Initially, the age difference between the instruments and Tetel’s inexperience in this early-piano realm led the cello to overpower the piano, on which Braus seemed to be holding back, but they quickly found a good balance. The works that Tetel played from memory were striking; his expression and interpretation simply astonishing. There were some echo effects in the Haydn that were magical, demonstrating his ability to produce fine nuances in dynamics, making this somewhat cobbled-together work the most exquisite of the recital. On the other hand, the Boccherini sonata was the most spectacular, showing off Tetel’s bravura skills in addition. Its movements are slightly un-traditional, opening with an Affetuoso rather than the standard Allegro or Allegretto, then proceeding to a slow Adagio, and building to the usual concluding Allegro climax. Tetel’s playing style here tended towards the Romantic, but not excessively, was remarkably deft, and remained classically precise. Braus’ partnering, for which he is particularly known, improved noticeably as the program progressed, as did the balance between the two instruments.

[Most of the Beethoven oeuvre for the two instruments lists the piano first on the title page]
Most of the Beethoven oeuvre for the two instruments lists the piano first on the title page.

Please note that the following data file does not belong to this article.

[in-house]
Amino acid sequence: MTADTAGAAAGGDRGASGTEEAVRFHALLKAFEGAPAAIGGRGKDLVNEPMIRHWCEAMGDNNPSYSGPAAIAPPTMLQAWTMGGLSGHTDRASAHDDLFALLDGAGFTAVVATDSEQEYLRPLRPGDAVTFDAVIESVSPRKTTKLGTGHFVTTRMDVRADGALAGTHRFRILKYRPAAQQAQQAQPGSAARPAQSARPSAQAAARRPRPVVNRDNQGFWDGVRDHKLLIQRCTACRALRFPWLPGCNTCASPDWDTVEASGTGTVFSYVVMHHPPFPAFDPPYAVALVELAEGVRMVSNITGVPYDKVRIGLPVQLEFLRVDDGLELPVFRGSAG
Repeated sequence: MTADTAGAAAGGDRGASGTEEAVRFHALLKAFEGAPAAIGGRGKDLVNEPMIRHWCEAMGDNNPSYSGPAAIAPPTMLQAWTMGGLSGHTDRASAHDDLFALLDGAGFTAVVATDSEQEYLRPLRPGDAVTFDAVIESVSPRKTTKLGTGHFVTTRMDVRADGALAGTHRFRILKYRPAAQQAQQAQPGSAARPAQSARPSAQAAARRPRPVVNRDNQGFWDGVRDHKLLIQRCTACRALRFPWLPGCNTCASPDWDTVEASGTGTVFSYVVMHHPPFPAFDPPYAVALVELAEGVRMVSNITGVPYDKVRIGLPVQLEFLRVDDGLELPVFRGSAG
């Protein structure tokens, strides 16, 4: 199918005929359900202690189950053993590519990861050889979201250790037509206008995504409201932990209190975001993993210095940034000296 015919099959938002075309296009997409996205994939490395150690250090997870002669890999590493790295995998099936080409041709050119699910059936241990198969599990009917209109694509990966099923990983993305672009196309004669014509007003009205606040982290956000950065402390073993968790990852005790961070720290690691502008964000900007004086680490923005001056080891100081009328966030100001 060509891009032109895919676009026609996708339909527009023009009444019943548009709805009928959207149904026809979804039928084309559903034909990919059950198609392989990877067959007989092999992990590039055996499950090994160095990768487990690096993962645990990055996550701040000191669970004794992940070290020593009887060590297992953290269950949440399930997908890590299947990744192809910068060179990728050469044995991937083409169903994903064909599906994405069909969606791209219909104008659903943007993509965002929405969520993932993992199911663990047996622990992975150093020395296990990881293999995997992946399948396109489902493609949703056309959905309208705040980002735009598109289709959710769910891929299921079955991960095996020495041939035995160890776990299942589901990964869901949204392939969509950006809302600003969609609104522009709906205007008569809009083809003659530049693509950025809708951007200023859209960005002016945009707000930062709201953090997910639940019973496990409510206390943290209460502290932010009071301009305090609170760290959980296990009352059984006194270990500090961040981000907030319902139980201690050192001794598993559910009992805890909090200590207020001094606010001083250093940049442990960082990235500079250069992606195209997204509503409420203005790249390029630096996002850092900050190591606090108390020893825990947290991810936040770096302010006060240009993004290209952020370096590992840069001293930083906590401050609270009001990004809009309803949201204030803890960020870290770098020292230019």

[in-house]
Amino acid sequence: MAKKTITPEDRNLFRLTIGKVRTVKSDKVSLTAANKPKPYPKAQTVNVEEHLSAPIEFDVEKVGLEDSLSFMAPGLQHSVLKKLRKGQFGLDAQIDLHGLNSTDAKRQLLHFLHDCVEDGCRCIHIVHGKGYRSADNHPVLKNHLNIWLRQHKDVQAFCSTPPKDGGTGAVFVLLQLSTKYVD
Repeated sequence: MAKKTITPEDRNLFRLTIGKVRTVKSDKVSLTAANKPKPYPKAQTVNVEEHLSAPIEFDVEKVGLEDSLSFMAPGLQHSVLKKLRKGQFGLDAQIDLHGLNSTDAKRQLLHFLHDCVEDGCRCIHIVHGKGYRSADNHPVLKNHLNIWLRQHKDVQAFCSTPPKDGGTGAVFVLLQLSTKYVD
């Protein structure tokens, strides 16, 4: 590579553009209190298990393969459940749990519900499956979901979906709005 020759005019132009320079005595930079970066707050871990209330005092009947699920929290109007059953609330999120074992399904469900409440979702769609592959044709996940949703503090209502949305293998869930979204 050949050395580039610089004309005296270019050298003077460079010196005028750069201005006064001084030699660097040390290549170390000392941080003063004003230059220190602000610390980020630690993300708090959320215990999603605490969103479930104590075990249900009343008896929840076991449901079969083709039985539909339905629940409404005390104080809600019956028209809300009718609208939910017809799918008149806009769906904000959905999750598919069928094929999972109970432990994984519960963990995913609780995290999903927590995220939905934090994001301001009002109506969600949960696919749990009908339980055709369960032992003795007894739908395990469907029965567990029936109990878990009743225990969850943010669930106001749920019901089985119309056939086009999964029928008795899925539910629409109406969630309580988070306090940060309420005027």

The Beethoven variations are always enjoyable pieces to hear, exercises in clever ingenuity rather than in depth of expression, hence seeming ‘light’ while in fact often being difficult to execute because of the internal differences among their sections, and the challenge of making them come across as smoothly flowing compositions, for the most part all well realized here. Nonetheless, the afternoon generally remained in the ‘charming’ and ‘pleasant’ rather than the ‘brilliant’ realm because of the preponderance of these on the program. Not that there’s anything wrong with that, of course.



5 Comments [leave a civil comment (others will be removed) and please disclose relevant affiliations]

  1. When Patricia and Michael Frederick discuss a series date with prospective performers, they typically request that there be a reasonable chronological match between repertoire and instrument. Though this was no doubt originally the case when Ira Braus proposed this duo recital, Mihai Tetel’s robust and wholly modern tonal production was clearly on a bigger scale than the very delicate ca. 1805-10 Katholnig piano could hope to match. Good musicians that Braus and Tetel are, however, the clear mismatch in balance between a late-Haydn-era Flügel and the bold, dark vibrancy of a modern cello was almost beside the point. This was music making on a high level, with the support of the Ashburnham church’s memorable acoustic. The afternoon’s performances evinced conviction, the magic of a Viennese piano of that era, and very nearly the full spectrum of contemporary cello expressivity.

    As recording engineer for the Music from the Frederick Collection series, I later had the opportunity to re-hear the concert over a good audio system. I must say that, romantic ’cello vs. all-wood early fortepiano or no, the result was more than just acceptable. It was downright engaging. Experiences like this concert are why encounters with the piano’s astonishing early voices are such a joy.